The next step is under the discussion now. The working group, which is leaded by Raivo Vetik, trying to define empirical indicators of the integration process in Estonian society, or another words, how we can suggest that Estonia is moving in the way of multicultural democracy with the aim of integration? The main integration model is presented at the next figure:



integral cultural space



Common ground

in the public sphere

  1. Social institutions

  2. Democratic values

  3. Language

  4. Educational system

Majority nation

Ethnical groups




The model consists of two parts: the unitary of society in public sphere and the preservation of cultural differences in private sphere. The main idea is that in the center of the integration is person and state relationship, which is close with state and ethnical groups, person and ethnical groups relationships.

This is very shortly about the integration program’ theoretical part. Generally, there is no opposition to this part of program among national minorities. The next parts of the program bring up a lot of debates among minorities.

  1. Critics of the Program

The whole integration program is divided into three main areas:

  1. Linguistic-communicative integration, i.e. the re-establishing of a common sphere of information and the Estonian language environment in Estonian society under the conditions of cultural diversity and mutual tolerance.

  2. Legal-political integration, i.e. the formation of a population loyal to the state of Estonia and reducing the number of persons without Estonian citizenship.

  3. Socio-economic integration, i.e. the achievement of a greater competitiveness and social mobility in society regardless of the ethnic or linguistic attribute.

Based on these main areas I would like to bring up the main problems in each area.

The main critics of the program based on the opinion, that the program is mostly concentrated on the first issue: linguistic-communicative integration.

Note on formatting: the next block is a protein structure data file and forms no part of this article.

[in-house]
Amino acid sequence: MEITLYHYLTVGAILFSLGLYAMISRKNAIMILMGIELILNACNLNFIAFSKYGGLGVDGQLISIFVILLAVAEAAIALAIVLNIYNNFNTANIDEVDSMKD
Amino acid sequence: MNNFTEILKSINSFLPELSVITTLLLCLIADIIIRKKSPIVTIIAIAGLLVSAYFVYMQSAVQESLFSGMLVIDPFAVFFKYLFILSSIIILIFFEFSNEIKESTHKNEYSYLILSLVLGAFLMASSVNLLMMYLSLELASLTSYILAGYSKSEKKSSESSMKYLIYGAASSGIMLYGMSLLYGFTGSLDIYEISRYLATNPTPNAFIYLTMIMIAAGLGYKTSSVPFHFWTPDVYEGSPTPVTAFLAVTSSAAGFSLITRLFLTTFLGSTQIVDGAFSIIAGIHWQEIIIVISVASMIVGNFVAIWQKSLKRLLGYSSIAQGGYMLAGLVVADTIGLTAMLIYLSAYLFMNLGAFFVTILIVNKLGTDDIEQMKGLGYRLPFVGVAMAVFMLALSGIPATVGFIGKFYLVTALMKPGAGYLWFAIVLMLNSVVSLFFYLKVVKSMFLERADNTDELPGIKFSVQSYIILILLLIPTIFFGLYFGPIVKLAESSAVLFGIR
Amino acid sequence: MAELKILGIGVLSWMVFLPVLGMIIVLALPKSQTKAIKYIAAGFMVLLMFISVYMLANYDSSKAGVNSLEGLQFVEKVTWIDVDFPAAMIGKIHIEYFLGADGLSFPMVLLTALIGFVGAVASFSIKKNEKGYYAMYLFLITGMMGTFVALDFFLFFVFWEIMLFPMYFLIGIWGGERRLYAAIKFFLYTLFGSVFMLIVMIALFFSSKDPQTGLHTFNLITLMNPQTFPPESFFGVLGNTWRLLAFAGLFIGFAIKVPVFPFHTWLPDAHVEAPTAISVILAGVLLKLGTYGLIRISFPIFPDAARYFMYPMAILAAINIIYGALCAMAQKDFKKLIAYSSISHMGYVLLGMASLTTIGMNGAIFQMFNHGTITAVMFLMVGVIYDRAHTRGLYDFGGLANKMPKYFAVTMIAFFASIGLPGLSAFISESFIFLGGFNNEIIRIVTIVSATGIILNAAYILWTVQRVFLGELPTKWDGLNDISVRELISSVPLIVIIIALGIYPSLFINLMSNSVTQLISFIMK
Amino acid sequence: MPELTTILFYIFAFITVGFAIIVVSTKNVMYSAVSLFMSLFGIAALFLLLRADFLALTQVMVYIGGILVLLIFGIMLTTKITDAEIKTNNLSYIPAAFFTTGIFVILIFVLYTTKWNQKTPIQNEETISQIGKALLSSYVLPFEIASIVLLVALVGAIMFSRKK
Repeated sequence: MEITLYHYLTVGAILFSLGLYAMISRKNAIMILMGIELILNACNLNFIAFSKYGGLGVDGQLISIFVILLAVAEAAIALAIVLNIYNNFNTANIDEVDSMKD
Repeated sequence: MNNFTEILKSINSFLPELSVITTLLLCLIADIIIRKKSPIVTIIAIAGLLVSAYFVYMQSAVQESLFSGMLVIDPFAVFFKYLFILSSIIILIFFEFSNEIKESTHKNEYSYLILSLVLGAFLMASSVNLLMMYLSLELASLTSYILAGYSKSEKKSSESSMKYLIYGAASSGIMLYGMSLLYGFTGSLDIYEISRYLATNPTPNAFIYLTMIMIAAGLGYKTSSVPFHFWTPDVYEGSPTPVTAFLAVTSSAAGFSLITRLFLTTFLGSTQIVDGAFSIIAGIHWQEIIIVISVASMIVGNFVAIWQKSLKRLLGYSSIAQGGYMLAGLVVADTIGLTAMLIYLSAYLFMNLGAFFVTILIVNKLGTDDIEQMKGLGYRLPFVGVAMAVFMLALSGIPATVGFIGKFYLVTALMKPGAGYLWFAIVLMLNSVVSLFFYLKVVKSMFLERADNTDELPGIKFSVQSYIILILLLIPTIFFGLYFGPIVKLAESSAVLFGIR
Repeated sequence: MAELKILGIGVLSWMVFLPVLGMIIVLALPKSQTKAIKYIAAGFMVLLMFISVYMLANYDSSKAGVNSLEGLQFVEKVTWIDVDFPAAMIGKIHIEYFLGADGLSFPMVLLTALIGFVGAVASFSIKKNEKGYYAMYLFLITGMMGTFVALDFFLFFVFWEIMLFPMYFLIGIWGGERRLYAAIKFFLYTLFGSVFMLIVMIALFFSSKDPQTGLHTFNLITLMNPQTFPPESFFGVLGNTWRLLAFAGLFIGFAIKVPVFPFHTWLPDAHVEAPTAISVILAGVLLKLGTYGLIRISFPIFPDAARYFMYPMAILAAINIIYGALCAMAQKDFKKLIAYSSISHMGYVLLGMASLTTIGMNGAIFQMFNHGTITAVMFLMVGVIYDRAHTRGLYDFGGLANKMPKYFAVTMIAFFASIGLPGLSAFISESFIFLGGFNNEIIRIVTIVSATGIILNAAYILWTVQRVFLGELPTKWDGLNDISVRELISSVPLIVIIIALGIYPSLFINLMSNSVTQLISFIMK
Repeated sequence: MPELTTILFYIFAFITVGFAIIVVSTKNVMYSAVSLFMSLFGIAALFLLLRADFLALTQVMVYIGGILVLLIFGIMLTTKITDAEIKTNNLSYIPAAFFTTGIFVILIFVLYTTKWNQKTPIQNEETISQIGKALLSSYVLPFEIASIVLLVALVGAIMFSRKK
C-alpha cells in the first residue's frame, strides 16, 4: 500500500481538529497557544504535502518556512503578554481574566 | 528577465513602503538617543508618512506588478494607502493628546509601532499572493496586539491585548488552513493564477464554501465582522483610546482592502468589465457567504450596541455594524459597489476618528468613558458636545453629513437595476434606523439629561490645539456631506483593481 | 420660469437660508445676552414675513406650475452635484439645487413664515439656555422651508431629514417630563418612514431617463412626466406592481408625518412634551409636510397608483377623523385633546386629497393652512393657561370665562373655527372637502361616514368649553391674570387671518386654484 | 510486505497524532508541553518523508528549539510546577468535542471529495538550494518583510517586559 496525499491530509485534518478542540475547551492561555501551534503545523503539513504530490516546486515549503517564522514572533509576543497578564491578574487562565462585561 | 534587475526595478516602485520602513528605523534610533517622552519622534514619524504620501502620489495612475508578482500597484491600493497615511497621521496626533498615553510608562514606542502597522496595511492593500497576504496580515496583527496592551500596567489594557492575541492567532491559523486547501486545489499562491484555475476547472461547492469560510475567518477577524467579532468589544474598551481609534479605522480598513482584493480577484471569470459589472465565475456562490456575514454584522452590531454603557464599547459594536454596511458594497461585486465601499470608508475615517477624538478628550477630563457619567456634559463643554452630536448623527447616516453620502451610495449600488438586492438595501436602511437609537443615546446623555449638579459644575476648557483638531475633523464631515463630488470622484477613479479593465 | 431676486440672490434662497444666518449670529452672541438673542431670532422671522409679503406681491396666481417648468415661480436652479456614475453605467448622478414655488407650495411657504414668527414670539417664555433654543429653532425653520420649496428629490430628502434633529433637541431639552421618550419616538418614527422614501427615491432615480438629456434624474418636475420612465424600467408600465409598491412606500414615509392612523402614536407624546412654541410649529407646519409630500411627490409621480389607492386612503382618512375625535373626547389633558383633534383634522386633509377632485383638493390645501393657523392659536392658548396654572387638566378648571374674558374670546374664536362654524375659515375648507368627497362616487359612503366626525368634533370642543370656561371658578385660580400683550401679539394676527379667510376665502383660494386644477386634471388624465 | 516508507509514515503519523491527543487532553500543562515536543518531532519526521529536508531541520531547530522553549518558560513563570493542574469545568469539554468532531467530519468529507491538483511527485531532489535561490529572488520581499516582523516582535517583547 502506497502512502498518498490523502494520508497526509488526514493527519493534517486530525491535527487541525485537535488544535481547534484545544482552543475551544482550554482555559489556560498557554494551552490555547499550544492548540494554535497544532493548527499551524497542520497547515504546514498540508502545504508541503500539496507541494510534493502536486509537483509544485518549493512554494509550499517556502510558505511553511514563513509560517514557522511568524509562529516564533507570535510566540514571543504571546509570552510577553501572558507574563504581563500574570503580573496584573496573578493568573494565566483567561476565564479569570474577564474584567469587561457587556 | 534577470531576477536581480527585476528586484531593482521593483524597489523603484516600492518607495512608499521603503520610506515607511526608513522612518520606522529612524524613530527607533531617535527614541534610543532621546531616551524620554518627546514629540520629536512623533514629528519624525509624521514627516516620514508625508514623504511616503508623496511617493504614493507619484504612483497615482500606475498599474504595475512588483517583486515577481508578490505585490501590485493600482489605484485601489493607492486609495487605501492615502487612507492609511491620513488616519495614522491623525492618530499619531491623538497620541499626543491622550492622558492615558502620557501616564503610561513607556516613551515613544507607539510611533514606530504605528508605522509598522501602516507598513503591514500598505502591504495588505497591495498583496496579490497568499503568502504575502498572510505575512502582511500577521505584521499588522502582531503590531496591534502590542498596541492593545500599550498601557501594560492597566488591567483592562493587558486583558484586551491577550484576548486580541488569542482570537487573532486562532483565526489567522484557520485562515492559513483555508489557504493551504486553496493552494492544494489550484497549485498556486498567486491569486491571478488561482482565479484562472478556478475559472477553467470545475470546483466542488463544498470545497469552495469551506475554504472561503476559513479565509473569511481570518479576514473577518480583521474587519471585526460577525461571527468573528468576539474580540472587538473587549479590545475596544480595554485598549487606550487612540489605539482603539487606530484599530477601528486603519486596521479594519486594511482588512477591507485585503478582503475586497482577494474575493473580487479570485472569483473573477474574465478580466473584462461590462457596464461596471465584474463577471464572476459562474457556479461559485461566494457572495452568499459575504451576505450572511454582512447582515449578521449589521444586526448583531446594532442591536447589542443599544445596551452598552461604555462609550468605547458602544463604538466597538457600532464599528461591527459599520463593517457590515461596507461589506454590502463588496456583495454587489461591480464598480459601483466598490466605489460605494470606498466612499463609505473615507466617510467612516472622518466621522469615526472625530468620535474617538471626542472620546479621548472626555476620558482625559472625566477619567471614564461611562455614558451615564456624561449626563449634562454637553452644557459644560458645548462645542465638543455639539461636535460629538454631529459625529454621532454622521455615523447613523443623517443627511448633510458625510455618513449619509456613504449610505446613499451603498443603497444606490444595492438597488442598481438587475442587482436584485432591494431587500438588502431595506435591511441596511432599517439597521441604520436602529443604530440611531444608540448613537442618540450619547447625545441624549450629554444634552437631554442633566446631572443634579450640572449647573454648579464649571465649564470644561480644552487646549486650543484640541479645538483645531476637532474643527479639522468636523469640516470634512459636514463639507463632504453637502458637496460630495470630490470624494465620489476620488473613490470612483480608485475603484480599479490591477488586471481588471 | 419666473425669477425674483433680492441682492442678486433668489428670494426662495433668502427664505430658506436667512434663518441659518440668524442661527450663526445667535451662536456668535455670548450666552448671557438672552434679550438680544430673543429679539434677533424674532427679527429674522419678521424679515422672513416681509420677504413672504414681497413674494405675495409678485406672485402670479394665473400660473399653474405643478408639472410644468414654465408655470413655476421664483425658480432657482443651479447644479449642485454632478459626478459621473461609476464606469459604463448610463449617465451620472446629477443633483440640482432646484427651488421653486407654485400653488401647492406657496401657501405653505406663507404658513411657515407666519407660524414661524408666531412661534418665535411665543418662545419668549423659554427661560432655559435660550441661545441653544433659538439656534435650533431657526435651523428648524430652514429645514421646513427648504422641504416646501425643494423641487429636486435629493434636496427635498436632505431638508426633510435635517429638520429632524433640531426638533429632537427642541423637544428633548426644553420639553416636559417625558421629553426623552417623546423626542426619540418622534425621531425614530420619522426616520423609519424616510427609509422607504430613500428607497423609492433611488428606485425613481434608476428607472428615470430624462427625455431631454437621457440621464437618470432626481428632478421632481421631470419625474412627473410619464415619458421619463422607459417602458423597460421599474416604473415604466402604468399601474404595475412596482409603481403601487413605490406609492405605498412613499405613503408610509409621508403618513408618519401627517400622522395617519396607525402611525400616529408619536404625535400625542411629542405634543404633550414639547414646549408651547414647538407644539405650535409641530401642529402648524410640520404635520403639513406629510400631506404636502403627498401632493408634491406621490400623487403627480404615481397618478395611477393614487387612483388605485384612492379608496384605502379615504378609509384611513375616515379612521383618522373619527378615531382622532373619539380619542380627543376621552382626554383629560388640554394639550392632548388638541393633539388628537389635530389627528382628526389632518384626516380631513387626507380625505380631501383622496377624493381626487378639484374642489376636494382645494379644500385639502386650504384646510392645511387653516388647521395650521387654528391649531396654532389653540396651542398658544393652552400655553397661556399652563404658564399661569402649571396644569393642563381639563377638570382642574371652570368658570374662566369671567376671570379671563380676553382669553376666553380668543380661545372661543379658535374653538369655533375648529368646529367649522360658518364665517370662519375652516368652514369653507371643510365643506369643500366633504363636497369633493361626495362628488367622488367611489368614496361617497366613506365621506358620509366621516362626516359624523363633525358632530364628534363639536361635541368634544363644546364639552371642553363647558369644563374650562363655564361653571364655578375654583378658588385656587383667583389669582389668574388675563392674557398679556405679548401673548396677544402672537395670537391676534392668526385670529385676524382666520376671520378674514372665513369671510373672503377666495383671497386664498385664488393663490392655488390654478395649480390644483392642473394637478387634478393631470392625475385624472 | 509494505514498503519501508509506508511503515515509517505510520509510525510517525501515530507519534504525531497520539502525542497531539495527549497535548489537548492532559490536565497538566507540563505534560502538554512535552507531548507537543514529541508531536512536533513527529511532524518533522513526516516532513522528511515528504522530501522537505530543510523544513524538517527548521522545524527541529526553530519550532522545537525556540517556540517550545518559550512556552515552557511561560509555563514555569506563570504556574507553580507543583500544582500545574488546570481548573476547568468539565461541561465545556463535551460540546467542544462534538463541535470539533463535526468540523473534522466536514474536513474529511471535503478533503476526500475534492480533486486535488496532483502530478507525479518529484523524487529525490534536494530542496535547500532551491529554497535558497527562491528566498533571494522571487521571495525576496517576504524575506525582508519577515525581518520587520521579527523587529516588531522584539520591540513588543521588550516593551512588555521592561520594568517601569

The main aims of the State Program have led to the objectives, which the following four sub-programmes corresponded to:3

  1. Sub-programme “Education” - pursuant to the objectives:

A “Basic school graduates are socially competent and have a medium level command of the Estonian language”

B “Secondary school graduates have the command of the Estonian language necessary for everyday life and work and are capable of continuing the studies in Estonian”.

  1. Sub-programme “The education and culture of ethnic minorities” – pursuant to the objective

“Ethnic minorities possess opportunities to acquire education in their mother tongue and preserve their culture”.

  1. Sub-programme “The teaching of Estonian to the adults” – pursuant to the objective

“Opportunities have been created for non-Estonian adults to improve their knowledge of Estonian and raise their socio-cultural competence”.

  1. Sub-programme “Social competence” – pursuant to the objective

“The population of Estonia is socially competent”:

A “Individuals participate actively in the development of civil society”

B “Attitudes of the Estonians and non-Estonians are favorable to the achievement of the main aims of the State Programme”

C “Improvement of the situation among the groups with serious social needs”.

In this aspect I would like to concentrate my attention mainly on the first sub-program.

  1. Education

Elementary and gymnasium education

As we all can understand this issue, of course, is very important in the integration process, because it concentrates on the young growing generation in Estonia today, on the future nation. This part of the program has been under critics for all time. Mostly I concentrate my attention in my paper on the question of Russian-speaking education in Estonia.

However, Russian-language education has recently been the source of extensive tension where Russian-speakers have expressed their feelings about oppression. The tensions have arisen because government has decided to establish unified Estonian-language tuition on secondary level in state and municipal schools. According to secondary school law this should have happened by the year 2000. As the preparations for the transition were inadequate, the deadline has been postponed until 2007. There is a lot of controversy about the planned changes; and unfortunately the whole process has been strongly politicized.4 The Presidential Round Table of National Minorities in Estonia5 on March 30 organized the conference: “The Estonian Education system and minorities”. At this conference the representatives of educational specialists, researches proved that at the year 2007 there are impossible to go over on Estonian language tuition because of lack of teaching recourses, human recourses and etc. However, I find that the state should implement different types of educational systems for minorities in Estonia, giving them to choose among different possibilities. Also according to state program all Russian language schools since school year 2007/2008 have to establish the Estonian language tuition at least up to 60%. Again one more political decision in our educational system: no statistics, no research about this decision, why 60% not 70%. But if we account all this %-s in according to educational programs we’ll see that system: 60%/40% does not leave much room for intensive studying of the third language.